There is plenty of it in a disused meadow close to the town, but I fear it will be built on within a few years.

Cerastium arvense

There were also large stands of Crosswort with its bright yellow flowers, another Kent RPR species due to habitat loss.

Cruciata laevipes

Lots of flowers means insects and seeds and this Corn Bunting was one of several I saw.

Hawthorn was now in flower, though this pink tinged tree was not what it seemed at first to be. It was a Midland Hawthorn with all its flowers having 2 styles. The leaves look different and simpler as well, compared to the usual Hawthorn most seen.

Crataegus laevigata

Euphorbias or Spurges that have escaped form cultivation are on the increase. I see them all over the place, usually near habitation, either seeding nearby or arising from fly tipped soils.

This one is Caper Spurge with its flowers shown above.

Euphorbia lathyris

This Spurge had me baffled for a while, as it looked very much like Wood Spurge in form, but the leaves weren't right.

Out with the ID books and with some help by confirming my ID from Twitter, it turned out to be a garden variant of Wood Spurge called Turkish Spurge

Euphorbia amygdaloides subsp robbiae

Wild Strawberries dotted the chalk turf of this meadow along with the Field Mouse-ears.
In the photo above are the hairy leaaves of Mouse-ear Hawkweed, it's flowers when out, resembling a small Dandelion.

Fragaria vesca

Fumitories are often found on arable land and numeorus young plants were just coming into flower. I didn't have time to firmly identify this one, though given the flowers were less than 11mm long, the colouring and form and the tiny sepal, I'd say it's most likely Common Fumitory.

There are several different species which can be hard to separate, so if interested I'd recommend buying the BSBI handbook on them at:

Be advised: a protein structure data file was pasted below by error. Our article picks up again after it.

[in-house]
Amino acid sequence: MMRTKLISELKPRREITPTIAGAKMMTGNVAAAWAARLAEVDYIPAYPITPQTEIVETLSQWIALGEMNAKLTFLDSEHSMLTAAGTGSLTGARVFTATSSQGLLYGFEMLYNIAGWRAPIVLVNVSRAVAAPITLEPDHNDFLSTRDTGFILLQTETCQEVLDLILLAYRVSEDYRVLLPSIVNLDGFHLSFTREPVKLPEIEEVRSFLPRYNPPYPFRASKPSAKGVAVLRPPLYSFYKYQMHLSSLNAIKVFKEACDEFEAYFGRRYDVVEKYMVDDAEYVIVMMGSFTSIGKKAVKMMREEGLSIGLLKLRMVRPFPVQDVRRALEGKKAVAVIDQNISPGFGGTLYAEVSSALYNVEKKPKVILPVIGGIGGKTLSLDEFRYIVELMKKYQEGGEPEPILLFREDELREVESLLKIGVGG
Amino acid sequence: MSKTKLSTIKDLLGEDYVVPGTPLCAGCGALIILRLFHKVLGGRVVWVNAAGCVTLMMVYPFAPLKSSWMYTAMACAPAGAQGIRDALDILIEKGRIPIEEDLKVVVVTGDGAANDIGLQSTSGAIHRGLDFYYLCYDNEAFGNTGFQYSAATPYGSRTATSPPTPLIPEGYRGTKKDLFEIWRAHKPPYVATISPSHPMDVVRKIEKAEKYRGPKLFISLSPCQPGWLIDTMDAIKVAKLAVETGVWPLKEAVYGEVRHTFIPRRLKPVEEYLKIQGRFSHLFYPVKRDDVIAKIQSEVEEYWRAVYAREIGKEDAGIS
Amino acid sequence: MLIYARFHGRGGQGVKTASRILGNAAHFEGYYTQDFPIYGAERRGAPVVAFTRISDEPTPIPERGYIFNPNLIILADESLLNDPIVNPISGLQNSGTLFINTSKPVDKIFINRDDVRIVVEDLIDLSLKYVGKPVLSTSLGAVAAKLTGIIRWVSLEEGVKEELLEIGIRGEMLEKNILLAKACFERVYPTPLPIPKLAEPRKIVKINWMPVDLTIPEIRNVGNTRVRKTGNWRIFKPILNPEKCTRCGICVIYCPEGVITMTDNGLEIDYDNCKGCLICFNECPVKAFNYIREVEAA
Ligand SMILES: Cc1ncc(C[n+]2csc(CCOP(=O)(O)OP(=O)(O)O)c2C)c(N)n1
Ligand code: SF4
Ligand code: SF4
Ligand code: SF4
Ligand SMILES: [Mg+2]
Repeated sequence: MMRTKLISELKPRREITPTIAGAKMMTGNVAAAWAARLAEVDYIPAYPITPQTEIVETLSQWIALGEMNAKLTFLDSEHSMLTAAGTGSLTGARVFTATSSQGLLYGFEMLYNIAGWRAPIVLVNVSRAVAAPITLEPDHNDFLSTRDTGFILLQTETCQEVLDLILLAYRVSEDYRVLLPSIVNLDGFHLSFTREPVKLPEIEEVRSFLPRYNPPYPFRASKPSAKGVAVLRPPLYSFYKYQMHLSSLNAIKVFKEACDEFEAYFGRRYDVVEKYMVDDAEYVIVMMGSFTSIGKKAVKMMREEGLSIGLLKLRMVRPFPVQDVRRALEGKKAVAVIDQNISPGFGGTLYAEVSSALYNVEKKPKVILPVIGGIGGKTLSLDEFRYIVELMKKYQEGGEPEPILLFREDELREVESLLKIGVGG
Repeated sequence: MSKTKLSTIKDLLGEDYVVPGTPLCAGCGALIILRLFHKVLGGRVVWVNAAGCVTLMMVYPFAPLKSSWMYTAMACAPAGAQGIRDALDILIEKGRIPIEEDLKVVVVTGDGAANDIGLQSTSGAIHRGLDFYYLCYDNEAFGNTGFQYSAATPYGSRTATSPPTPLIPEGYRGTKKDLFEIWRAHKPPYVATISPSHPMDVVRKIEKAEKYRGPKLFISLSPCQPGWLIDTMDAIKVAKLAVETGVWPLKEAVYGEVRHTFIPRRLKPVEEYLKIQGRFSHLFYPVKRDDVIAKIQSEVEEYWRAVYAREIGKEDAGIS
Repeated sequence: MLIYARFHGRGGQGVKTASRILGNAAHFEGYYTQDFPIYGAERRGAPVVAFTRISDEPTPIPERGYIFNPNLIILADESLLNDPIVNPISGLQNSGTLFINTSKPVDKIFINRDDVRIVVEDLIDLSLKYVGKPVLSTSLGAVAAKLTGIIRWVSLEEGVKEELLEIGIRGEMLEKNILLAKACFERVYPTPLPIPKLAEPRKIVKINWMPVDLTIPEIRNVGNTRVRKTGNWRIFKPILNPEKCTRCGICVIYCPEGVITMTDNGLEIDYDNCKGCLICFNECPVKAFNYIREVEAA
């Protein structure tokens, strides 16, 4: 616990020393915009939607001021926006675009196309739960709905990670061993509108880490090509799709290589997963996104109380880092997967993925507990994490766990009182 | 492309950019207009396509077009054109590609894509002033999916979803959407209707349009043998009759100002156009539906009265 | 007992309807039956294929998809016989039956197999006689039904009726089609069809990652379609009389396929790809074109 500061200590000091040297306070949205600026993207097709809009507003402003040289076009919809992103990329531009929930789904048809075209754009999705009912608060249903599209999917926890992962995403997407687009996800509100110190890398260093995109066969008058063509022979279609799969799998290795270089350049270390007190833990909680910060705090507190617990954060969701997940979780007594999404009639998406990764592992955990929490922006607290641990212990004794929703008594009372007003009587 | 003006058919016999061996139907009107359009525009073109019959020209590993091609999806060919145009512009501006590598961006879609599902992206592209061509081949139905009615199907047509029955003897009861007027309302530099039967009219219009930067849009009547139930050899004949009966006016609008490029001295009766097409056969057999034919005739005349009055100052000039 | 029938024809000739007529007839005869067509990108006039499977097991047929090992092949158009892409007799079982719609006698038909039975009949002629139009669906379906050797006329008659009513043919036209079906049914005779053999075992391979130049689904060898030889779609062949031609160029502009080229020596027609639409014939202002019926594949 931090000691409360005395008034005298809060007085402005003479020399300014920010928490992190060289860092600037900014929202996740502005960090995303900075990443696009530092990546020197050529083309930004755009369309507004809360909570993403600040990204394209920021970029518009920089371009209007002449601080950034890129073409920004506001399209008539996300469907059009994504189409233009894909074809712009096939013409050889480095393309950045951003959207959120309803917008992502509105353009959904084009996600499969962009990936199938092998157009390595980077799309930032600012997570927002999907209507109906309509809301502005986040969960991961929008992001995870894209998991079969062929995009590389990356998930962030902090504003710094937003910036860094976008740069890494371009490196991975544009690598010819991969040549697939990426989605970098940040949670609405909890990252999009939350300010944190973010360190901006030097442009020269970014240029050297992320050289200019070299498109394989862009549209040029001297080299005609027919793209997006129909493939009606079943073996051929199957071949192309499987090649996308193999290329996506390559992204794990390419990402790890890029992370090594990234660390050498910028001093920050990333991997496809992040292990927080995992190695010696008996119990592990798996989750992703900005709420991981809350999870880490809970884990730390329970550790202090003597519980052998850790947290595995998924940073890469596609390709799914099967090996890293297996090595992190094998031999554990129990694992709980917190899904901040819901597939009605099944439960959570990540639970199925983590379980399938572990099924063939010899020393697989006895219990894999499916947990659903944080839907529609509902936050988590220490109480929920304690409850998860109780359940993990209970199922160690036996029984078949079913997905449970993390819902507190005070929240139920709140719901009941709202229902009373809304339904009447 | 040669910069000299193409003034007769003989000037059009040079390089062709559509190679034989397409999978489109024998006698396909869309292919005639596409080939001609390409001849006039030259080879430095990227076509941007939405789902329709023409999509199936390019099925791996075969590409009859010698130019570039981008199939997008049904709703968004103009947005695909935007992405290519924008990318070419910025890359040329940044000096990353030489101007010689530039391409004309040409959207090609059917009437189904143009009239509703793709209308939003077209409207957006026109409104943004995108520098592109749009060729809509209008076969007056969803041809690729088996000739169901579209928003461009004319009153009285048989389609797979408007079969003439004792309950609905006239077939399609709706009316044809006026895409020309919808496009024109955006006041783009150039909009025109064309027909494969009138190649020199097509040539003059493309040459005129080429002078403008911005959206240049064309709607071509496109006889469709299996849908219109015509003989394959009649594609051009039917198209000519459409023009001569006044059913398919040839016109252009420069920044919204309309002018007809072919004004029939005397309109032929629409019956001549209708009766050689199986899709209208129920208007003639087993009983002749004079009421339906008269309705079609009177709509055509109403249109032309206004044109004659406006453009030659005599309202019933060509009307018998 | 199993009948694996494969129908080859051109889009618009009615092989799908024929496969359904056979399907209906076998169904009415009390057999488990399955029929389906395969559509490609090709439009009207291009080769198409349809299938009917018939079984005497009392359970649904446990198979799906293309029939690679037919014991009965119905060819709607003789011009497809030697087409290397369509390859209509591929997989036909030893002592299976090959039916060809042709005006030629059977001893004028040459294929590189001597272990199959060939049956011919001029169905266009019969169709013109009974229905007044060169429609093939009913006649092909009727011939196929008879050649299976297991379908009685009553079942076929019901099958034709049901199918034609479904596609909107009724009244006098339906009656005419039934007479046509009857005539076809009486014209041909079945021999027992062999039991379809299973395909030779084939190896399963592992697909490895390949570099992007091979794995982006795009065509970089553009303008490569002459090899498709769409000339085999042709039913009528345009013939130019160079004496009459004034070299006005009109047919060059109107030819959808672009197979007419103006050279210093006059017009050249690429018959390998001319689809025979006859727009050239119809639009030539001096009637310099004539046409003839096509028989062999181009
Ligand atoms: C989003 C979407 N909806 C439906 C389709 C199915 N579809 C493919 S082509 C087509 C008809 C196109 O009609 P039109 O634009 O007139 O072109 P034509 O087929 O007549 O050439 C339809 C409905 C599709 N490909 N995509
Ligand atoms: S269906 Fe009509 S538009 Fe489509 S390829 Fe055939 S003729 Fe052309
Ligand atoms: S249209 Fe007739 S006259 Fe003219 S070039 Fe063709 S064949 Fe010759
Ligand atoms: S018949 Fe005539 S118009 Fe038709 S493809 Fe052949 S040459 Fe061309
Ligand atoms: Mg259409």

I use this book now to firmly ID fumitories down to subspecies level if needed.

Fumaria officinalis

 In this field I then found the Beauty and the Beast!

Here's the Beast, a Spanish x Native Bluebell hybrid, no doubt chucked over a nearby garden fence into the field. Not only did it survive, but it's spread for some distance along the field edge. It really is a thug and in woodland will crowd out the native Bluebells, eventually leaving none left.

Hyacinthoides non-scripta x hispanica = H x massartiana

And here is the Beauty. The small, but almost fluorescent pink and upright flowers of the Henbit Dead-Nettle.

It's an arable plant but of late, I've mostly found it in towns in pavement cracks and kerb edges, so keep an eye out for this attractive little plant.

Lamium amplexicaule 

There were many many more wildflowers that I saw and photographed as well, but most I have covered before here. Species included Common Poppy, Cleavers, Wild Mignonette, Scarlet Pimpernel, Cornsalads and Clovers to name a few. I could go on a long time!

The following species has also been featured in my blogs before, but it is a very special plant.

I was very pleased to have found a first record for Longfield for Man Orchid (TQ5969), in the same meadow as originally described (likely to be built on). Unfortunately there was just the one flowering spike, but if one has established, I am sure that next year more will come up. A delight to see.

Orchis anthropophora

This really does drive home the point that it's always worth looking back over areas you know well, something new may and often does pop up from time to time.